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One’s Thousand One Nightinesses

Steven Connor: ‘The Arabian Nights’, 22 March 2012

Stranger Magic 
by Marina Warner.
Chatto, 540 pp., £28, November 2011, 978 0 7011 7331 9
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... There can be no new reader, and therefore perhaps no wholly new reading of the collection of stories known as The Arabian Nights. Not because they have been exhausted by retelling and explication, but because we always seem to have encountered them, or some of them, already, somewhere else, at some other time in our lives we are not able quite to pin down ...

Disasters Galore

Steven Connor: Nostradamus, 27 September 2012

Nostradamus: The Prophecies 
translated by Richard Sieburth.
Penguin, 351 pp., £20, November 2012, 978 0 14 310675 3
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... What is the point of prophets, and of prophecy? Not, it seems, to impart useful advance information about the future. One of the most irritating things about claims made for premonitions and other alleged forms of foresight is that they never seem to contain anything specific enough – the winner of the 4.30 at Lingfield, say, or whether it will be a white Christmas – for anyone to make practical use of them ...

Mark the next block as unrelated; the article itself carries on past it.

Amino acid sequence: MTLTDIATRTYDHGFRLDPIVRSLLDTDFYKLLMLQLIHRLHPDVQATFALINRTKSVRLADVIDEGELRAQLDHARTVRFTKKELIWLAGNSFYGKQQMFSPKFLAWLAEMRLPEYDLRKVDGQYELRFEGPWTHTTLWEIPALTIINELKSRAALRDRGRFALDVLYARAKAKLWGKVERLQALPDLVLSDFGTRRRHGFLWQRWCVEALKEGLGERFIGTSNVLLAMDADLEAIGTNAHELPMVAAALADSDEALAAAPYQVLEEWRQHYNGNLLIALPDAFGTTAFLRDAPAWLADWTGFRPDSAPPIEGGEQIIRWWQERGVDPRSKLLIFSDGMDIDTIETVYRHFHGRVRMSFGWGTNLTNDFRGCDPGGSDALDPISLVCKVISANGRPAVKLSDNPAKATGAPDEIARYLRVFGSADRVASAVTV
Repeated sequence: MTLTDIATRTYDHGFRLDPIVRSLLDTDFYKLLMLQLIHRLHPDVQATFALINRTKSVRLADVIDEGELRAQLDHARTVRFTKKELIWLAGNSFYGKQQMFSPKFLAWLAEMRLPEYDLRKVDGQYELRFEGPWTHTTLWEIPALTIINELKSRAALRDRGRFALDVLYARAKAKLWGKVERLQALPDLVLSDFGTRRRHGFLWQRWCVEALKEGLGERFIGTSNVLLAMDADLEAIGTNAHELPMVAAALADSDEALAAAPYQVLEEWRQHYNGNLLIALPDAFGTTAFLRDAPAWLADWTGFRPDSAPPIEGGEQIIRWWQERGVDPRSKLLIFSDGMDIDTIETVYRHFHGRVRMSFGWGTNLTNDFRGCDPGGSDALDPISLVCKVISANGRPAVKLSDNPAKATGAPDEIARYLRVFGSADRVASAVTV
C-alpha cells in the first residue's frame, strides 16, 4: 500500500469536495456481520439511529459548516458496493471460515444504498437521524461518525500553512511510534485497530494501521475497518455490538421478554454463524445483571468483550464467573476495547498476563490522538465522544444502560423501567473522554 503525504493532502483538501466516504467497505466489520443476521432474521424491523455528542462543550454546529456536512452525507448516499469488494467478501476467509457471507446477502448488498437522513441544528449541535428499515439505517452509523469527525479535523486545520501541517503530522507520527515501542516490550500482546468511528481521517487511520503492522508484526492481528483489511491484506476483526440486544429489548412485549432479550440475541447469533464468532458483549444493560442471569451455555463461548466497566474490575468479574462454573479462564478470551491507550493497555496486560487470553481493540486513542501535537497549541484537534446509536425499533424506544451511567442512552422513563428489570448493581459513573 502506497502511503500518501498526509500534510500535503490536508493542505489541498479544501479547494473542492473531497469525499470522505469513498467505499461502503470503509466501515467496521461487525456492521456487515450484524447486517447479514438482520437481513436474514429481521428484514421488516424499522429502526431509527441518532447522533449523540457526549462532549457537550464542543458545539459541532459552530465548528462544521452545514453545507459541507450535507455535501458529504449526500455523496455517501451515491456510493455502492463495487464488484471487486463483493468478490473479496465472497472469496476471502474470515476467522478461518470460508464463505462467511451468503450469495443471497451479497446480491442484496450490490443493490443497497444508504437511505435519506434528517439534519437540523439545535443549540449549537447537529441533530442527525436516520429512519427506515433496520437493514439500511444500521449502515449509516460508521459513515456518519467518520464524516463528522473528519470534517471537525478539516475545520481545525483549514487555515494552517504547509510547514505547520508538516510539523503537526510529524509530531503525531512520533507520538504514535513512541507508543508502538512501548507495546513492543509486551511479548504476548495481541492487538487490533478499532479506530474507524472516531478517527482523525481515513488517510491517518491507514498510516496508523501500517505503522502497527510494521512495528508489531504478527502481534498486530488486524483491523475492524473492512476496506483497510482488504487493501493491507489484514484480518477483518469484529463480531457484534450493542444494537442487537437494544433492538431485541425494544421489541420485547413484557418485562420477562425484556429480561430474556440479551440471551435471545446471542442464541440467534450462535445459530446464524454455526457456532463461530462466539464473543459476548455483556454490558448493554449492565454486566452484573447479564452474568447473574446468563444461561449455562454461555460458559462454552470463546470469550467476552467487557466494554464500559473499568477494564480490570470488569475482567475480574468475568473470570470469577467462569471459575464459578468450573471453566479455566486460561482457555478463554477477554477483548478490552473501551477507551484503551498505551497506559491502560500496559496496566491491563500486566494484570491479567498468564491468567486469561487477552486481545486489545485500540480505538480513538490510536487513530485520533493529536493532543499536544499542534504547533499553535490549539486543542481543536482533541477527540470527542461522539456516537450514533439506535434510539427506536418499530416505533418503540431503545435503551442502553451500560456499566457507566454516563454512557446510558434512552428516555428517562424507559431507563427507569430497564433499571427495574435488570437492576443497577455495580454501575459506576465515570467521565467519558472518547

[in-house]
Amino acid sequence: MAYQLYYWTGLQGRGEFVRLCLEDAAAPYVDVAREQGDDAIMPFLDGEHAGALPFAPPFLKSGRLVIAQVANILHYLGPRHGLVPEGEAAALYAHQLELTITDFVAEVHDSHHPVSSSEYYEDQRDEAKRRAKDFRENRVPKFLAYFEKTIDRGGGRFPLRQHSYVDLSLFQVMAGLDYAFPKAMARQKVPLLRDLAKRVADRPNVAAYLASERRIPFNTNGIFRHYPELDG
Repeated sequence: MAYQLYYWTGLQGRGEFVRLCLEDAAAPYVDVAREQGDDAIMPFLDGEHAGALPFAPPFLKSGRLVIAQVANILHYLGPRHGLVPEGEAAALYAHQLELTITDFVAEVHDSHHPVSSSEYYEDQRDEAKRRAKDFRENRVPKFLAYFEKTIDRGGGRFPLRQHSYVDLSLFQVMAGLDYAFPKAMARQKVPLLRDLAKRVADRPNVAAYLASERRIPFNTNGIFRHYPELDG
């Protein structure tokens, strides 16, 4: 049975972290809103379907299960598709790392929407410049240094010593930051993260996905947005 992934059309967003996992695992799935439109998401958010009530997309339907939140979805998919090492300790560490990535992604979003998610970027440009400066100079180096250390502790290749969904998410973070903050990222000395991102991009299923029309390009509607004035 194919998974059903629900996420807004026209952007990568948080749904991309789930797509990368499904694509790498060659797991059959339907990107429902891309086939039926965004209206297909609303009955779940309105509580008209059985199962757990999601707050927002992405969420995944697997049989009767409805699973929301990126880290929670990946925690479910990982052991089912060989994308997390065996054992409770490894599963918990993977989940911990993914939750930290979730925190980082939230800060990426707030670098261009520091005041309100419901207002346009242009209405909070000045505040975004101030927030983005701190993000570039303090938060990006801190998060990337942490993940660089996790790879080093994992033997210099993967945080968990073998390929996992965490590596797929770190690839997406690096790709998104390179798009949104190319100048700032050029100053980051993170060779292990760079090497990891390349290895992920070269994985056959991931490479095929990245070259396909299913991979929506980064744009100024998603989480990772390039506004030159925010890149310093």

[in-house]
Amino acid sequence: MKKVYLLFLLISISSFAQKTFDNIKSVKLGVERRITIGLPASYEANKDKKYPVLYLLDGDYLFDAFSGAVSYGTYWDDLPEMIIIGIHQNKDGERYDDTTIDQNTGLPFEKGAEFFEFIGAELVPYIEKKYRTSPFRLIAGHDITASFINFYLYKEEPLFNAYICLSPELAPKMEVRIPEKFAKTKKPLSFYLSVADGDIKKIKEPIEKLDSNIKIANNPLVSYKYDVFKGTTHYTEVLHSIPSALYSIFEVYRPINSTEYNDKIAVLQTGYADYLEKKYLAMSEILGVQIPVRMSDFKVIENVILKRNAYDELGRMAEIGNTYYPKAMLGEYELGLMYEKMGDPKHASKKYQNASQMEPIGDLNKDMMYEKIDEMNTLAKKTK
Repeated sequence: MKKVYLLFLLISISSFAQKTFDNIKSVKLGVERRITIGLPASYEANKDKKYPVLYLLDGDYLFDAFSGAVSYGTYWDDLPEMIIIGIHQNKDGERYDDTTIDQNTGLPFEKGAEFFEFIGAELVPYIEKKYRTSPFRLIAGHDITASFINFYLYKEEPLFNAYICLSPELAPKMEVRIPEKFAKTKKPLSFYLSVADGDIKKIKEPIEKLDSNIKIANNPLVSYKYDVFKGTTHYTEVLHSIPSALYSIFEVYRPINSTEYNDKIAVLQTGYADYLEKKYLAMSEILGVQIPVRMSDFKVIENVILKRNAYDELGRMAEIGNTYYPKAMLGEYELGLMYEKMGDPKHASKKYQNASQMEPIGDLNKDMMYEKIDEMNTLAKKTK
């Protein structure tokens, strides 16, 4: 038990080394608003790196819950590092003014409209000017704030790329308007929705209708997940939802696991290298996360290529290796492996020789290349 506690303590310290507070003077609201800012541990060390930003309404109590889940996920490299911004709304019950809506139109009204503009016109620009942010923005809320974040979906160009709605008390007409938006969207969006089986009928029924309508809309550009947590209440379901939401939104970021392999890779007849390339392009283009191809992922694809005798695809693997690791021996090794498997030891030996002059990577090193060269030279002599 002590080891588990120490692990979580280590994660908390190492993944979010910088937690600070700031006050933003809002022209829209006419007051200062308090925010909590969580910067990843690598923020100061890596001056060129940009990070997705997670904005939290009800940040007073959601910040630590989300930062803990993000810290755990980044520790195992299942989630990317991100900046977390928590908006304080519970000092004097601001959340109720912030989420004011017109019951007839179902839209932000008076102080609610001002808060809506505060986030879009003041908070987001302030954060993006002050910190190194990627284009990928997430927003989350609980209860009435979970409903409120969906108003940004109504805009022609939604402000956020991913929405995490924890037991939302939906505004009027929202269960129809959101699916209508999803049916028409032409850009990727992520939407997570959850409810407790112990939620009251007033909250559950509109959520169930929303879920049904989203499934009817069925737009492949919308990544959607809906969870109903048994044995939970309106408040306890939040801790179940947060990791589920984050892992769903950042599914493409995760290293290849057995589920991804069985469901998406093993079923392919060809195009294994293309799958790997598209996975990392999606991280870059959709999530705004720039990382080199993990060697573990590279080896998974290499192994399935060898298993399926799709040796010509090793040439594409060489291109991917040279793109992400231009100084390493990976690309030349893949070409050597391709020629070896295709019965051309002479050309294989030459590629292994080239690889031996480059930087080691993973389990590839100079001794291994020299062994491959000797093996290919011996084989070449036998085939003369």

Jonathan Rée: Ventriloquists, 10 May 2001

Dumbstruck: A Cultural History of Ventriloquism 
by Steven Connor.
Oxford, 449 pp., £25, November 2000, 0 19 818433 6
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... to their namesakes in ancient Greece and Rome. Yet this is precisely the gamble taken by Steven Connor in his new history of ventriloquism. Connor is a professor in the academic rather than the theatrical line – a Professor of Modern Literature and Theory – and has already written reassuring books on ...

Nohow, Worstward, Withersoever

Patrick Parrinder, 9 November 1989

Stirrings Still 
by Samuel Beckett.
Calder, 25 pp., £1,000, March 1989, 0 7145 4142 7
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Nohow On: Company, Ill Seen Ill Said, Worstward Ho 
by Samuel Beckett.
Calder, 128 pp., £10.95, February 1989, 0 7145 4111 7
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‘Make sense who may’: Essays on Samuel Beckett’s Later Works 
edited by Robin Davis and Lance Butler.
Smythe, 175 pp., £16, March 1989, 0 86140 286 3
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... verbs such as ‘to know’ become questionable and sometimes even disappear from his writing. As Steven Connor points out in his admirable if uncompromising study,* Beckett is concerned to contest our very definitions of the human. His writings are thus well calculated, in these times, to stir something, felt to be important, in us; at the same ...

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